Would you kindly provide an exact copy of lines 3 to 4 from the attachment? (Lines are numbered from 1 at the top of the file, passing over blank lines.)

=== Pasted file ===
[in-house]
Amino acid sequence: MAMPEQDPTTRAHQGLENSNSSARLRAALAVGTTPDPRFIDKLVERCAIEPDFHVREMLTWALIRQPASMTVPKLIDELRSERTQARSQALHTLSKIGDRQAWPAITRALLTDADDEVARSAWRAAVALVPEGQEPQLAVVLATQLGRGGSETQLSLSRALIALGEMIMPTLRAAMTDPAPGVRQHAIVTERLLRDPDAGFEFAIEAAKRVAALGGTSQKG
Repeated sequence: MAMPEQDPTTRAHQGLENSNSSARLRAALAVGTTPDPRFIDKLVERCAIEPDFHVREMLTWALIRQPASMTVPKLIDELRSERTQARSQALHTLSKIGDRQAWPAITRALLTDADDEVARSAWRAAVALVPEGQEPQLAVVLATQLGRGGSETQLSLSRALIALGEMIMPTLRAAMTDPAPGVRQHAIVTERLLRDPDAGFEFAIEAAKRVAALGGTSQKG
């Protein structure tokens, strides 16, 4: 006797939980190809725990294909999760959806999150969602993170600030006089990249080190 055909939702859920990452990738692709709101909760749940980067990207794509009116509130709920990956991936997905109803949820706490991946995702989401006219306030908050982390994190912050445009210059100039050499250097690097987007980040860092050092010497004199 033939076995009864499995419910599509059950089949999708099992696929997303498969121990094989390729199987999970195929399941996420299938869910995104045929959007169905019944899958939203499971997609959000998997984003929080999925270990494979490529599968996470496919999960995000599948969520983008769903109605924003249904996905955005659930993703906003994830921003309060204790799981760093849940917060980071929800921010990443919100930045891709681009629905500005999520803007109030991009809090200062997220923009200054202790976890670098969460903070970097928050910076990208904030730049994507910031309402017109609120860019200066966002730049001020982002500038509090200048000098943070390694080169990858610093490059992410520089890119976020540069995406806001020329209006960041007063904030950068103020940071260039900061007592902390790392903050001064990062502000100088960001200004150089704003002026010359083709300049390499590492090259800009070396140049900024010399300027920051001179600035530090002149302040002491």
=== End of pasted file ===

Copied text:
Repeated sequence: MAMPEQDPTTRAHQGLENSNSSARLRAALAVGTTPDPRFIDKLVERCAIEPDFHVREMLTWALIRQPASMTVPKLIDELRSERTQARSQALHTLSKIGDRQAWPAITRALLTDADDEVARSAWRAAVALVPEGQEPQLAVVLATQLGRGGSETQLSLSRALIALGEMIMPTLRAAMTDPAPGVRQHAIVTERLLRDPDAGFEFAIEAAKRVAALGGTSQKG
């Protein structure tokens, strides 16, 4: 006797939980190809725990294909999760959806999150969602993170600030006089990249080190 055909939702859920990452990738692709709101909760749940980067990207794509009116509130709920990956991936997905109803949820706490991946995702989401006219306030908050982390994190912050445009210059100039050499250097690097987007980040860092050092010497004199 033939076995009864499995419910599509059950089949999708099992696929997303498969121990094989390729199987999970195929399941996420299938869910995104045929959007169905019944899958939203499971997609959000998997984003929080999925270990494979490529599968996470496919999960995000599948969520983008769903109605924003249904996905955005659930993703906003994830921003309060204790799981760093849940917060980071929800921010990443919100930045891709681009629905500005999520803007109030991009809090200062997220923009200054202790976890670098969460903070970097928050910076990208904030730049994507910031309402017109609120860019200066966002730049001020982002500038509090200048000098943070390694080169990858610093490059992410520089890119976020540069995406806001020329209006960041007063904030950068103020940071260039900061007592902390790392903050001064990062502000100088960001200004150089704003002026010359083709300049390499590492090259800009070396140049900024010399300027920051001179600035530090002149302040002491």